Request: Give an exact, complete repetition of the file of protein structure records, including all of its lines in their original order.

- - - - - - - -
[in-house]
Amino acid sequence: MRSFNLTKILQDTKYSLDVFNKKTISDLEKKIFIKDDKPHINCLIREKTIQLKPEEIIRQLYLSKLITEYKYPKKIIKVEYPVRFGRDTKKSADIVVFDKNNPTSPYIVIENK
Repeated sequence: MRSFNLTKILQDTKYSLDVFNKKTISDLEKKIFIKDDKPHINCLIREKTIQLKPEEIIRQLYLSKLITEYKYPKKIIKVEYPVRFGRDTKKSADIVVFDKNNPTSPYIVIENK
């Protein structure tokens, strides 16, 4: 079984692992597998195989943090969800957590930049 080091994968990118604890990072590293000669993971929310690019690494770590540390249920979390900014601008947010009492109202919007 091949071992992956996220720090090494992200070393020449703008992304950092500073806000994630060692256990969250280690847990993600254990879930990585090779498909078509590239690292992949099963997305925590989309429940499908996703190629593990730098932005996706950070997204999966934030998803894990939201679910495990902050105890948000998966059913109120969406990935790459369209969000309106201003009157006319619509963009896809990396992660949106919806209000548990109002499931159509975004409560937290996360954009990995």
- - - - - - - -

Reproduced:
[in-house]
Amino acid sequence: MRSFNLTKILQDTKYSLDVFNKKTISDLEKKIFIKDDKPHINCLIREKTIQLKPEEIIRQLYLSKLITEYKYPKKIIKVEYPVRFGRDTKKSADIVVFDKNNPTSPYIVIENK
Repeated sequence: MRSFNLTKILQDTKYSLDVFNKKTISDLEKKIFIKDDKPHINCLIREKTIQLKPEEIIRQLYLSKLITEYKYPKKIIKVEYPVRFGRDTKKSADIVVFDKNNPTSPYIVIENK
């Protein structure tokens, strides 16, 4: 079984692992597998195989943090969800957590930049 080091994968990118604890990072590293000669993971929310690019690494770590540390249920979390900014601008947010009492109202919007 091949071992992956996220720090090494992200070393020449703008992304950092500073806000994630060692256990969250280690847990993600254990879930990585090779498909078509590239690292992949099963997305925590989309429940499908996703190629593990730098932005996706950070997204999966934030998803894990939201679910495990902050105890948000998966059913109120969406990935790459369209969000309106201003009157006319619509963009896809990396992660949106919806209000548990109002499931159509975004409560937290996360954009990995």